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According to the Center for Creative Leadership’s Chuck Palus and David Horth, innovation calls for us to “see with new eyes.” In their book, The Leader’s Edge: Six Creative Competencies for Navigating Complex Challenges, Palus and Horth explain that the increasing pace of work today often demands that people scan information quickly and make rapid judgments. To do this they typically take shortcuts, acting on what they expect to see.

Palus and Horth write that managers faced with a complex problem typically spend about 90 percent of their time solving the problem and only about 10 percent figuring out what the problem really is. But difficult problems often begin to crack and shift when you spend more of your time examining them.

Slow down. Put the brakes on your usual way of seeing and understanding. Horth and Palus suggest several approaches:

First, stand in different places. Shift perspective by radically changing your point of view. If you are a marketer, become the customer. If you are a coach, become the trainee. Turn the problem upside down so that all the familiar parts look strange – then look again.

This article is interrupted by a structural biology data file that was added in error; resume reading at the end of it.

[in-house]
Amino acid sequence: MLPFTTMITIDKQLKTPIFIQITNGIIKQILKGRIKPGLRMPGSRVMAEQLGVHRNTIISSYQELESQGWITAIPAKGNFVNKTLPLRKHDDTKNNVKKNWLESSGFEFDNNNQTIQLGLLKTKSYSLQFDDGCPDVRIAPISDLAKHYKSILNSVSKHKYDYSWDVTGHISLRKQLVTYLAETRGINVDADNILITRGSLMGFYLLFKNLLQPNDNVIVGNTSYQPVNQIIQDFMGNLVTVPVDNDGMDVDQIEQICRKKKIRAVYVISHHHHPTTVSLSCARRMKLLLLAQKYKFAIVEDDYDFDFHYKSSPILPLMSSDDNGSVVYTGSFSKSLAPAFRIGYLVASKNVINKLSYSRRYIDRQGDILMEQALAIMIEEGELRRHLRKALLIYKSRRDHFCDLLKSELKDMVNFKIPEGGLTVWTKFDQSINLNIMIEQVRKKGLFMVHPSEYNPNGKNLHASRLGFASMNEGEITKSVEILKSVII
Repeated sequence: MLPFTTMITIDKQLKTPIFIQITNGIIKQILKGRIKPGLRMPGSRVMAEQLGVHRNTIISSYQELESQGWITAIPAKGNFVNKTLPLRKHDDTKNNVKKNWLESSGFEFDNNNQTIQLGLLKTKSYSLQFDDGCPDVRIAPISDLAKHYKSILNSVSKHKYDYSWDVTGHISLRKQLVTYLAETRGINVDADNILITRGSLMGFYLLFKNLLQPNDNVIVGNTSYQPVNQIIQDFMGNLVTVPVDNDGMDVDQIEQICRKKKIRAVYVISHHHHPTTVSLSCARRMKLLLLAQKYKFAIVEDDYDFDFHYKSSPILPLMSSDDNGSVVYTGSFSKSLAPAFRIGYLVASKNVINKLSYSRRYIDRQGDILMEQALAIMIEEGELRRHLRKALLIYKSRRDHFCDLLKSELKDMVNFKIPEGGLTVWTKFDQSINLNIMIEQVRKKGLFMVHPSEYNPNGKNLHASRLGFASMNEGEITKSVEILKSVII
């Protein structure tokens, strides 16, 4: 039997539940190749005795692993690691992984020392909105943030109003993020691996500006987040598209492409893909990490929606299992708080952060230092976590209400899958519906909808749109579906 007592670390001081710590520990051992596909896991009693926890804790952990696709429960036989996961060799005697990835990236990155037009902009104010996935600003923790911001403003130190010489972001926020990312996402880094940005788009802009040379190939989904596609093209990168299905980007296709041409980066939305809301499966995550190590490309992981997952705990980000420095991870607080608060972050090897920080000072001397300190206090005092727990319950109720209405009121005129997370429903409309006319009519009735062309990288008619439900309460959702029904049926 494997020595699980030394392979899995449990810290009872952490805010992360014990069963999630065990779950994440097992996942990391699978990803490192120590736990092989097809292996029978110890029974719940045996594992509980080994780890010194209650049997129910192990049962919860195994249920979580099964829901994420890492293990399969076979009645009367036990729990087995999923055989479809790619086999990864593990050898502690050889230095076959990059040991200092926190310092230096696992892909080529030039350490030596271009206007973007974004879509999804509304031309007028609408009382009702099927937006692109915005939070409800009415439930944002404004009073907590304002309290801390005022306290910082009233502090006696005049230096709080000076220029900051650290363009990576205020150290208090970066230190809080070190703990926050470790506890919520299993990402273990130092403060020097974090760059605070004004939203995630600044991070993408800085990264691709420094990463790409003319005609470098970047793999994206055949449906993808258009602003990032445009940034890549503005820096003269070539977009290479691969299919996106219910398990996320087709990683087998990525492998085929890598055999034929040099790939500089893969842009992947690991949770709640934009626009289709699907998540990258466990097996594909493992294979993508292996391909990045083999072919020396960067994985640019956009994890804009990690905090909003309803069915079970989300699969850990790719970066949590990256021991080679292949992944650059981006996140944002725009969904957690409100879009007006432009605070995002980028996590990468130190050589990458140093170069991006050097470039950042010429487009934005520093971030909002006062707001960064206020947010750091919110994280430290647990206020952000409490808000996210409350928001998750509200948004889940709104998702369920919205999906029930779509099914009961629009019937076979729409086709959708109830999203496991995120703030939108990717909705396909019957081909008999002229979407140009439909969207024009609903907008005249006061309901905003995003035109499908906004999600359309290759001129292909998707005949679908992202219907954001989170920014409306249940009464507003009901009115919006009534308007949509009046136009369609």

Second, try using the lenses of other domains. For example, if you are an artist, import the lens of science. If you are a scientist, import the lens of artistry. The ability to use different lenses may already exist within you as an individual leader or within your group’s collective experience. Seek these lenses out.

A third way to examine problems is to ask powerful questions. Powerful questions may be as simple as “What’s missing?” or “What are the patterns?” They may be “What-If” questions that pose surprising scenarios and invite imaginative responses: What if we deliberately tried to make this problem worse? What would be the positives if we failed? Or try asking a series of So-What questions: So what’s so great about this new product?

Fourth, foster new knowledge. Send members of your organization into the marketplace among customers, constituencies, competitors and others. Make sure they regularly spend time in places where they can gain new perspectives.

And lastly, examine problems by changing the group’s level of attention. If the group you are leading likes to surf quickly through issues, make a practice of slowing them down. If your group naturally prefers ponderous analysis, practice taking intuitive scans of the data or hold short, rapid-sensing forums on fast-breaking issues. Try analyzing a problem more before solving it, and see what happens to the level of innovation in your organization.

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